Act II:  Billy continues with his lessons behind his father’s back. This implies a complication that will occur in the future. The second act continues as Billy’s skill set increases. Billy’s dance teacher encourages him to try out for the Royal Ballet School in London. The plot point in Act II occurs when Billy’s father sees his son dance and recognizes his true talent. This causes the audience to question what will happen to Billy, whether he will get into the Royal Ballet School, and how his father will deal with the changes in his life. The plot point of the last Act is, at this point, answered. Billy did continue with dance despite his father’s warnings.

Act III: Billy auditions for a spot in the Royal Ballet School. The tension in this act centers around whether or not he will get in. The rising action of the movie occurs in the third act at Billy’s audition. He gets into a fight and yet performs an incredibly electric audition that impresses the judges. The audience considers the consequences of Billy’s actions. Will his rash behavior cost him his future in dance? In the climactic scene of the movie, Billy receives his letter from the Dance academy and is accepted! Billy Elliot is a perfect example of the three-act structure being adapted easily for melodramas with happy endings. The plot point of the second acts are answered as Billy goes to The Royal Ballet Academy and his dad returns to his job after being on strike. The loose ends are tied up and the Three-Act structure is complete. 

Sunday, October 24, 2010

Sitcoms in Society

(From "Friends")

         In my opinion, the most important function of a TV sitcom is to reflect society. One way in which TV does this is by having an episodic format and by objectifying issues from a culture. The lecture discussed the idea of TV being our modern campfire story. Campfire stories are part of an oral tradition in which the stories of a culture are told. Like campfire stories, TV is not always a perfectly realistic depiction of culture. However, it takes aspects of culture such as the role of family, the emphasis on popularity in high school, or relationship pressure, and interprets that into a recognizable format.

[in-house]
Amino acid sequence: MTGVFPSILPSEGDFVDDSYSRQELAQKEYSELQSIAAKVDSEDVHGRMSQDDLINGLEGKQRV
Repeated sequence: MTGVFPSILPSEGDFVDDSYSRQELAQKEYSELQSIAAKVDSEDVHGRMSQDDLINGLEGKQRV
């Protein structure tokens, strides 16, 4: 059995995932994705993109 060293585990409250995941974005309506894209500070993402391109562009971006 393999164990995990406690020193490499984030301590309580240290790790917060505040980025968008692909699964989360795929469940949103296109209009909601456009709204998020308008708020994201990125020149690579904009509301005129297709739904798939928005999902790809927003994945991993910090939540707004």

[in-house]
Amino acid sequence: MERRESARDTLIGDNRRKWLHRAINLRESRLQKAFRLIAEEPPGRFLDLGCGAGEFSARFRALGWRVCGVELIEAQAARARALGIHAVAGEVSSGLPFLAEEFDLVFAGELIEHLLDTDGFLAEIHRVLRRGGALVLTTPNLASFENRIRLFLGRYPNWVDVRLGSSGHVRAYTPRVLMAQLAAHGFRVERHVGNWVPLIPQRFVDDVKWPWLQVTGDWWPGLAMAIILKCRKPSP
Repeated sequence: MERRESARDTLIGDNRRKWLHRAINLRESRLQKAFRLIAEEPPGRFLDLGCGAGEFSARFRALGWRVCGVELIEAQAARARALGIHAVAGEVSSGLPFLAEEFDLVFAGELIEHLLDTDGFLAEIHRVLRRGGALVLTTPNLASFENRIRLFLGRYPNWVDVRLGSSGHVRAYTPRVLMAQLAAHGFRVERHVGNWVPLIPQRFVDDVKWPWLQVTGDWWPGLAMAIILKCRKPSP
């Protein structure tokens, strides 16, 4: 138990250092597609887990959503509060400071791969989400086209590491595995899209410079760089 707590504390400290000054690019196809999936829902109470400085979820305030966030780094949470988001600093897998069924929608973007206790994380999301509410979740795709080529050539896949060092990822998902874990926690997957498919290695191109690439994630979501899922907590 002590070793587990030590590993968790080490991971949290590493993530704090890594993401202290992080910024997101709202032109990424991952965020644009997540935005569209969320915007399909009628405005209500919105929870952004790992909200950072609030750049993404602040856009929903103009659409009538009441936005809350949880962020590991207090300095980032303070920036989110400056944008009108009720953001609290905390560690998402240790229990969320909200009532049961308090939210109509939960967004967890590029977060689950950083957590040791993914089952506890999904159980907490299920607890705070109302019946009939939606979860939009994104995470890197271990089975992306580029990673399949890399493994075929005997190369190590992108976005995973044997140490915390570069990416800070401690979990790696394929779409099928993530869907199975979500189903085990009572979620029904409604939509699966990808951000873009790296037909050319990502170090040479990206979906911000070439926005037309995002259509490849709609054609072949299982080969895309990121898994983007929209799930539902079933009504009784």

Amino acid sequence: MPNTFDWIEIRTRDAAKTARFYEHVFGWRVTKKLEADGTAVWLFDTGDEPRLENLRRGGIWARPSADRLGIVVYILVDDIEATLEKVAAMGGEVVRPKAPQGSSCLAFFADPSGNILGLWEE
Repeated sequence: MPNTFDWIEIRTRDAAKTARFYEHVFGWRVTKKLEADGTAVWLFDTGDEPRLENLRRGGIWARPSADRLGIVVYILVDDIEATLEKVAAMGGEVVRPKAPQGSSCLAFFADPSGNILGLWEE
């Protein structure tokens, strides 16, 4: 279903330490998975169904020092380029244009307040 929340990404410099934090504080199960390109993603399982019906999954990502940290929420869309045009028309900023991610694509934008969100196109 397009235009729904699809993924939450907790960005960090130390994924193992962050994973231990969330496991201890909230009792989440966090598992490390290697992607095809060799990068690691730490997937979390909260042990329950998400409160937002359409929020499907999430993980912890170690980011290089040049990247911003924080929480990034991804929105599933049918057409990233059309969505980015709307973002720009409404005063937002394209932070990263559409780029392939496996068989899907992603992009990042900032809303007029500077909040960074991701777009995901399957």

(From "The Big Bang Theory")

The episodic format allows viewers to watch individual episodes without having to remember a lot of specific details from previous shows over a long period of time. It also allows a TV show to represent many different story lines and themes with the same characters without the constraints of trying to be consistent. The TV sitcom allows viewers to watch issues of society being dealt with by characters and to internalize reactions to these issues as well as be entertained at the same time. TV sitcoms would not be interesting or entertaining if the subject matter was not familiar. The reflection of society within television causes the audience to take interest in the character’s lives and causes audiences to feel more connected with society.

 From "Boy Meets World"